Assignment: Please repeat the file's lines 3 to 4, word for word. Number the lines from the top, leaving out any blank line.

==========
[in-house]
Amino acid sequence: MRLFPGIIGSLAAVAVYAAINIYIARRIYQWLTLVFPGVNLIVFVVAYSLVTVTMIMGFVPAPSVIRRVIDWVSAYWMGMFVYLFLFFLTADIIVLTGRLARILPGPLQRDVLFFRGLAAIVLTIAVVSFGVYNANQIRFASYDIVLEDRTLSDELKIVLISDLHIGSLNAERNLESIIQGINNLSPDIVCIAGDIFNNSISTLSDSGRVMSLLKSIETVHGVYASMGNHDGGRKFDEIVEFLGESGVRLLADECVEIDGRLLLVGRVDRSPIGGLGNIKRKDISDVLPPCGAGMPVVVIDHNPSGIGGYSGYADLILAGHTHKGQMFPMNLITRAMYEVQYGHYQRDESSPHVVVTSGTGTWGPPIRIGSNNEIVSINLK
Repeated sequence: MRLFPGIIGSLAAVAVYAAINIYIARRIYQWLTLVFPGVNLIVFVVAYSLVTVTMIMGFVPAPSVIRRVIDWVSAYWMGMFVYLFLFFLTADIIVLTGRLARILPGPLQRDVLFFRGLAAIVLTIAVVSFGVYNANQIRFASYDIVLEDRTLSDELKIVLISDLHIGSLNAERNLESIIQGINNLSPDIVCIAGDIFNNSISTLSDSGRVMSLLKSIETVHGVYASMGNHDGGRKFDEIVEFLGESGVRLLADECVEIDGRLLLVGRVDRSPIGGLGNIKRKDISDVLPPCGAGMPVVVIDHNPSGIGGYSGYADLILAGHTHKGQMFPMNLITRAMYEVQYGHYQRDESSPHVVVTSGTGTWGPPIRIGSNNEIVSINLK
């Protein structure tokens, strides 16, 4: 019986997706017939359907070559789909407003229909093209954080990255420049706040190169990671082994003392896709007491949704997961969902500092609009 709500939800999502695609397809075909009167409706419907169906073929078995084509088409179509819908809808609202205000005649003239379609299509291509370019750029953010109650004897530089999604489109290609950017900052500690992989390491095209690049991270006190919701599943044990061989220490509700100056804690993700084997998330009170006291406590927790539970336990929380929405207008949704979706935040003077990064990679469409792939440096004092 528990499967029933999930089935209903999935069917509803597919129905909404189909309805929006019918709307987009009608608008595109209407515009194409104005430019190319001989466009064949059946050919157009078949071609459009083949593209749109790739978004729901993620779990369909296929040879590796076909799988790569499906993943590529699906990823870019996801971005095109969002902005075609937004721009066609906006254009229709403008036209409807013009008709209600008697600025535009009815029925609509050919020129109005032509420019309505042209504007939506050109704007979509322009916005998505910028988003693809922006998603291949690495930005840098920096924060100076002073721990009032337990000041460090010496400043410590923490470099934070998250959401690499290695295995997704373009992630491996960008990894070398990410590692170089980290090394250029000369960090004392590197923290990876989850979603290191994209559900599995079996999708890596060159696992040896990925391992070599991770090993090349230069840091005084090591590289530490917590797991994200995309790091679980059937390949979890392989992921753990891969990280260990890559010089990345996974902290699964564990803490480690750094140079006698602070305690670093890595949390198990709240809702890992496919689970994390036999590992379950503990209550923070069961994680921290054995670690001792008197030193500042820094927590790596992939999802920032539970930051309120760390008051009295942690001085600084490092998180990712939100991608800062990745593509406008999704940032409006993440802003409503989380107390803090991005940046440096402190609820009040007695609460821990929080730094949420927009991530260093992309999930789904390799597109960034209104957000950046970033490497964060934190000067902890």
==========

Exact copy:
Repeated sequence: MRLFPGIIGSLAAVAVYAAINIYIARRIYQWLTLVFPGVNLIVFVVAYSLVTVTMIMGFVPAPSVIRRVIDWVSAYWMGMFVYLFLFFLTADIIVLTGRLARILPGPLQRDVLFFRGLAAIVLTIAVVSFGVYNANQIRFASYDIVLEDRTLSDELKIVLISDLHIGSLNAERNLESIIQGINNLSPDIVCIAGDIFNNSISTLSDSGRVMSLLKSIETVHGVYASMGNHDGGRKFDEIVEFLGESGVRLLADECVEIDGRLLLVGRVDRSPIGGLGNIKRKDISDVLPPCGAGMPVVVIDHNPSGIGGYSGYADLILAGHTHKGQMFPMNLITRAMYEVQYGHYQRDESSPHVVVTSGTGTWGPPIRIGSNNEIVSINLK
């Protein structure tokens, strides 16, 4: 019986997706017939359907070559789909407003229909093209954080990255420049706040190169990671082994003392896709007491949704997961969902500092609009 709500939800999502695609397809075909009167409706419907169906073929078995084509088409179509819908809808609202205000005649003239379609299509291509370019750029953010109650004897530089999604489109290609950017900052500690992989390491095209690049991270006190919701599943044990061989220490509700100056804690993700084997998330009170006291406590927790539970336990929380929405207008949704979706935040003077990064990679469409792939440096004092 528990499967029933999930089935209903999935069917509803597919129905909404189909309805929006019918709307987009009608608008595109209407515009194409104005430019190319001989466009064949059946050919157009078949071609459009083949593209749109790739978004729901993620779990369909296929040879590796076909799988790569499906993943590529699906990823870019996801971005095109969002902005075609937004721009066609906006254009229709403008036209409807013009008709209600008697600025535009009815029925609509050919020129109005032509420019309505042209504007939506050109704007979509322009916005998505910028988003693809922006998603291949690495930005840098920096924060100076002073721990009032337990000041460090010496400043410590923490470099934070998250959401690499290695295995997704373009992630491996960008990894070398990410590692170089980290090394250029000369960090004392590197923290990876989850979603290191994209559900599995079996999708890596060159696992040896990925391992070599991770090993090349230069840091005084090591590289530490917590797991994200995309790091679980059937390949979890392989992921753990891969990280260990890559010089990345996974902290699964564990803490480690750094140079006698602070305690670093890595949390198990709240809702890992496919689970994390036999590992379950503990209550923070069961994680921290054995670690001792008197030193500042820094927590790596992939999802920032539970930051309120760390008051009295942690001085600084490092998180990712939100991608800062990745593509406008999704940032409006993440802003409503989380107390803090991005940046440096402190609820009040007695609460821990929080730094949420927009991530260093992309999930789904390799597109960034209104957000950046970033490497964060934190000067902890």